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VH-Man2html - Modified Verhoeven-man2html
-----------------------------------------
Michael Hamilton <michael@actrix.gen.nz>
http://www.actrix.gen.nz/users/michael

vh = Richard Verhoeven's (rcb5@win.tue.nl) Man2html as modified and
packaged by Michael Hamilton.

Features:
  - Translate man pages to html from tbl/troff source.
  - Look up a page by name and section or via full path name.
  - Links generated html to other pages, include files, email addresses, 
    and http refs.
  - Name-title index built from man whatis info.
  - Name only index built from inspecting the man directories.
  - Full text search via glimpse (glimpse obtainable separately). 
  - Works from man and BSD mandoc source files.
  - Fast troff to HTML translator written in C.
  - Copes with compressed (gzip etc) source.

New in version 1.5:
  - fix to mansec for compressed pages.
  - make now configures ALL scripts, html files, and man pages.

New in version 1.4:
  - Uses /etc/man.config to obtain the man path.
  - Man2html.c now uses decompression filters specified in /etc/man.config.
  - Glimpse now uses decompression filters (see glimpse_filters file).
    (Generating indexes will be be slower for compressed hierarchies.)
  - Safer - more secure from memory overuns.  Man2html now checks for 
    excessively long input parameters.
  - All configuration can now be done by editing the Makefile and the
    glimpse_filters file.
  - By default (in version 1.4 and above) -M only allows the user to select 
    what part of the hierarchy to search first - they cannot specify a path
    outside of the official hierarchy.  Previously the -M option could be
    used to retrieve any man/mandoc source file that had "man" in it's 
    path-name/file-name (a compile time switch can restore the previous 
    behaviour).
  - Fixed more bugs.

QUICK START INSTRUCTIONS
------------------------

To use these cgi scripts all you have to do is install the package and
then point your web browser at

 http://localhost/cgi-bin/man2html 

You can either save this location as a bookmark or use an editor to
insert the following lines into an appropriate place.

 <H3><A HREF="http:/cgi-bin/man2html"><IMG SRC="book2.gif">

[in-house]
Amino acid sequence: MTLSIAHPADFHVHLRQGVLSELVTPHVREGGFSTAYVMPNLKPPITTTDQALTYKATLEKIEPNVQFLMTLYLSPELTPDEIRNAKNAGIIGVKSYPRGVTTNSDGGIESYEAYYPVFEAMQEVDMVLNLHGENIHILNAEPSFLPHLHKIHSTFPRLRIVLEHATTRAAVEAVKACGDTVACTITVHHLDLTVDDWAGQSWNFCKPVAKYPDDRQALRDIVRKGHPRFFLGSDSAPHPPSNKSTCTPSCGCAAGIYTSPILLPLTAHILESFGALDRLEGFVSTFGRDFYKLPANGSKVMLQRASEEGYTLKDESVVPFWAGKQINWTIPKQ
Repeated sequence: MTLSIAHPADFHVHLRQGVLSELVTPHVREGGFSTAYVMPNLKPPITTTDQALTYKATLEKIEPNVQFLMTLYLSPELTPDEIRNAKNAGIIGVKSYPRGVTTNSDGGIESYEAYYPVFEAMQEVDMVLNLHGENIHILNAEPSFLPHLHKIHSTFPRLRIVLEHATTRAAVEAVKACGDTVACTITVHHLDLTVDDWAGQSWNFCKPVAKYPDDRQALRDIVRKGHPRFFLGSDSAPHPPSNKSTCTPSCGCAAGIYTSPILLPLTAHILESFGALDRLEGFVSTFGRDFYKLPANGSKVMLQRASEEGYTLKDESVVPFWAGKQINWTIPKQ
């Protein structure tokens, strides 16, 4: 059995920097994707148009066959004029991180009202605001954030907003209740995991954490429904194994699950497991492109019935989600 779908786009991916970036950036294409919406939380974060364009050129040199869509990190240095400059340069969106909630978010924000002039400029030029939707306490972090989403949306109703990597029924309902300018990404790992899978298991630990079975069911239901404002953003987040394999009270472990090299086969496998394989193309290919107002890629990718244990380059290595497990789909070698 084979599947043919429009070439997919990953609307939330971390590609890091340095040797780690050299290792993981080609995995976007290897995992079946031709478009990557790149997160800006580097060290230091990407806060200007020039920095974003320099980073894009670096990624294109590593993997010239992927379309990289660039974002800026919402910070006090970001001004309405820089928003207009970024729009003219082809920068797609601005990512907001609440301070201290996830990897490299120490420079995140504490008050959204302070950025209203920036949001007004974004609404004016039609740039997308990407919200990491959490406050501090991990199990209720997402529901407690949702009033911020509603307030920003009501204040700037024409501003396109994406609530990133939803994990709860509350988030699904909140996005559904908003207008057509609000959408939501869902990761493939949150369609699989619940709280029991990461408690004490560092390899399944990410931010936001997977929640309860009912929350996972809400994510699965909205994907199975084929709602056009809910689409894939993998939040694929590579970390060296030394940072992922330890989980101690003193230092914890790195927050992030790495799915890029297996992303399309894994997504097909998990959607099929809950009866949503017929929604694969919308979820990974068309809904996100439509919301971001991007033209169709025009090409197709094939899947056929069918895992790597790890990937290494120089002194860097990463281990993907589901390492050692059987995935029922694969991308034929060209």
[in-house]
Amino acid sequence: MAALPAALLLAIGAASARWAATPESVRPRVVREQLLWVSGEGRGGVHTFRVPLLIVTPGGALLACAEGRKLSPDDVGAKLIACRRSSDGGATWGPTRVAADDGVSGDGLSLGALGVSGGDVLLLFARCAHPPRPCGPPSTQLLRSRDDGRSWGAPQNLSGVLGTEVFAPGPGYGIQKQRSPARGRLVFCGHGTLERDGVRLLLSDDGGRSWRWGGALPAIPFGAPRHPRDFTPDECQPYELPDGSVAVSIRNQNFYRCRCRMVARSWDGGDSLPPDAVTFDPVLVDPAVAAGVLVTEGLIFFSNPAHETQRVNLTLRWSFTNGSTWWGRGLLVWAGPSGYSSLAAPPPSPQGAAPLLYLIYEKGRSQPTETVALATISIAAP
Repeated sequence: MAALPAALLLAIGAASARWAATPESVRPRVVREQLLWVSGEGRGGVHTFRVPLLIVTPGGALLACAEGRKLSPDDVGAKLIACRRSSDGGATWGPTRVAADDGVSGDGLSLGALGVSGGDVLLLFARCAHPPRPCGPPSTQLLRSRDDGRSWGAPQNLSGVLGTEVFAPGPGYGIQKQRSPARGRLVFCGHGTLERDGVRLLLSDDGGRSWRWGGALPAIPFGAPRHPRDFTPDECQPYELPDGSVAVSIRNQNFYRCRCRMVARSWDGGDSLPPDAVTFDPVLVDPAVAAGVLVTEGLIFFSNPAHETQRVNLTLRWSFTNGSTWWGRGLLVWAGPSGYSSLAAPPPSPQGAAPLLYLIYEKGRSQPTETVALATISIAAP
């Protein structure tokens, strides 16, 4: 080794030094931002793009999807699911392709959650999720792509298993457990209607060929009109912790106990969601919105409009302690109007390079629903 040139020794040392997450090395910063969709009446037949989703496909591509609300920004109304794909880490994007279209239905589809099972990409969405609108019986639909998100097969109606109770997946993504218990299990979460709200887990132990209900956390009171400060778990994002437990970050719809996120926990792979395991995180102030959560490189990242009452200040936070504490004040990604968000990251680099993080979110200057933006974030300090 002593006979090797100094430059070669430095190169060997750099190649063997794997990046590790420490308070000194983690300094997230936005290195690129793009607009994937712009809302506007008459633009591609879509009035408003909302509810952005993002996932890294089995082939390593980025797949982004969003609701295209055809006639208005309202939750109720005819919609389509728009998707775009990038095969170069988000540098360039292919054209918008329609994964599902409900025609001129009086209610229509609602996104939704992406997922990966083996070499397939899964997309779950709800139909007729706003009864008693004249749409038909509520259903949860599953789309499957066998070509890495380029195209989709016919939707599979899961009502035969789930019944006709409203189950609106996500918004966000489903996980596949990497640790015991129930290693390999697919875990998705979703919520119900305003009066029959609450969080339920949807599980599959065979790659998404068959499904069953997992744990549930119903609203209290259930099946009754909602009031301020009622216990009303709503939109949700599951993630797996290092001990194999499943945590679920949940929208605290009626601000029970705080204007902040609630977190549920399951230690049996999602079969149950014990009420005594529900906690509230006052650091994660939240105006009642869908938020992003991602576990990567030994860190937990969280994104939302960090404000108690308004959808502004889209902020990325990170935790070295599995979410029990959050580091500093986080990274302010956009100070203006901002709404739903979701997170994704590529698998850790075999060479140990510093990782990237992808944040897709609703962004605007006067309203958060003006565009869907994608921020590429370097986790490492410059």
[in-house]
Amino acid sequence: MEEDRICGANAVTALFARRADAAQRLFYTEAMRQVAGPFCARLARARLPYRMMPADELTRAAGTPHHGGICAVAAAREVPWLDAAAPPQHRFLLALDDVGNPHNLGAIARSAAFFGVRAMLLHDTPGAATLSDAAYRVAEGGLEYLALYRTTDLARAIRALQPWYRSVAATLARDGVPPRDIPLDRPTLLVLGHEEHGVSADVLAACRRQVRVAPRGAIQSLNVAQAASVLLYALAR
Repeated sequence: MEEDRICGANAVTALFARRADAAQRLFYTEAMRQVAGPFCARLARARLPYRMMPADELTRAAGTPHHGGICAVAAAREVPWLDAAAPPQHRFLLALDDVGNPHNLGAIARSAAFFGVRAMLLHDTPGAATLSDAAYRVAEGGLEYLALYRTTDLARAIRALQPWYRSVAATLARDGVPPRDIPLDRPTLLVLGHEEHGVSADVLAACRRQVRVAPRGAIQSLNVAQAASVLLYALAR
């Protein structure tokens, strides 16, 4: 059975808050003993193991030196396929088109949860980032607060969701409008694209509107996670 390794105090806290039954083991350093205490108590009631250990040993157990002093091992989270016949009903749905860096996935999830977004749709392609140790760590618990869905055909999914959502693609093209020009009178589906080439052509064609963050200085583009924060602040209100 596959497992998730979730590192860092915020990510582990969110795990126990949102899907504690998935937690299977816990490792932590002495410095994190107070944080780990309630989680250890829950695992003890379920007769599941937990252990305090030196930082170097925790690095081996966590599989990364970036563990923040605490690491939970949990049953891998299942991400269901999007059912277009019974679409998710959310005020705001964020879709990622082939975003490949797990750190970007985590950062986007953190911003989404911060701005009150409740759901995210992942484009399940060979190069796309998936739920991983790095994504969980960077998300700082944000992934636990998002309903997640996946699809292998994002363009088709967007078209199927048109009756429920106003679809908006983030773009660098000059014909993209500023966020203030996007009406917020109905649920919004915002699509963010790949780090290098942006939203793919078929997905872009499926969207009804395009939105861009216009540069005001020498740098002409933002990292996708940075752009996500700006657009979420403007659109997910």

Linux Manual Pages</A></H3>

For some of the indexes to work you must generate the necessary
databases...

Vh-man2html's manwhatis CGI-script uses the /usr/man/whatis file to build
a man page index.  Caldera 1.0 normally builds the /usr/man/whatis every
morning at 3:21am.  If this job has never been run (perhaps because
you turn your machine off at night), you can build it by becoming the
root user and entering:

 /usr/sbin/makewhatis /usr/man /usr/X11R6/man /usr/local/man

WARNING: makewhatis in Caldera 1.0 takes about 30 minutes on my
486DX66.  I have a modified version of makewhatis so that it does
exactly the same job in only 1.5 minutes. My modified version is now
available as part of man-1.4g (man-1.4g.tar.gz) and above:

 ftp://sunsite.unc.edu/pub/Linux/system/Manual-pagers

To use the Glimpse full text searching, you will need to install
glimpse in /usr/bin.  Redhat rpm users can get glimpse from 

 ftp://ftp.redhat.com/pub/non-free/glimpse-3.0-1.i386.rpm

The glimpse home ftp site is cs.arizona.edu.  N.B. glimpse is not
freely redistributable for commercial use, I'd be very interested in a
more liberal alternative.  Having installed glimpse, you will need to
build a glimpse index in /var/cache/man2html.  This doesn't take too long -
about 3 minutes on my 486DX2/66 16MB machine.  As root do:

 /usr/bin/glimpseindex -z -H /var/cache/man2html /usr/man/man* /usr/X11R6/man/man* \
     /usr/local/man/man* /opt/man/man*
 chmod ugo+r /var/cache/man2html/.glimpse*

The -z option causes glimpse to apply any filters (for decompression etc)
specified in /var/cache/man2html/.glimpse_filters.

This could be set up as a cron job in /etc/crontab, e.g. (the following
must be all on one line):

  21 04 * * 1 root /usr/bin/glimpseindex -z -H /var/cache/man2html /usr/man/man* 
      /usr/X11R6/man/man* /usr/local/man/man* /opt/man/man* ;
      chmod +r /var/cache/man2html/.glimpse*

If you don't want to use glimpse you can edit the man.html file that 
the package installs in /home/http/html/man.html, and remove the 
references to full text searches and glimpse.  This file can also be
edited to include any local instructions you might wish to include.

The scripts may generate errors to the httpd error log
/var/log/httpd/error_log.  The man binary (used to obtain the man-path
by some of the scripts) seems to always think it's talking to a tty,
and tries to obtain the screen size, resulting in the following error
log entries:

  TIOCGWINSZ
  failed : Bad file number

To serve man pages to remote hosts, all that is required is a httpd 
daemon that sets the environment variable SERVER_NAME correctly.

END OF QUICK START INSTRUCTIONS
-------------------------------

Vh-man2html was was written by Richard Verhoeven (NL:5482ZX35) at
the Eindhoven University of Technology (Email: rcb5@win.tue.nl).  The
original source is available from his web page at:

 http://wsinwp01.win.tue.nl:1234/maninfo.html

There are other man2html programs around - Richard's page has links to
several of them.  Richard's man2html has some useful features -

  Works from the troff/nroff source pages.
    With linux we almost always have the man source.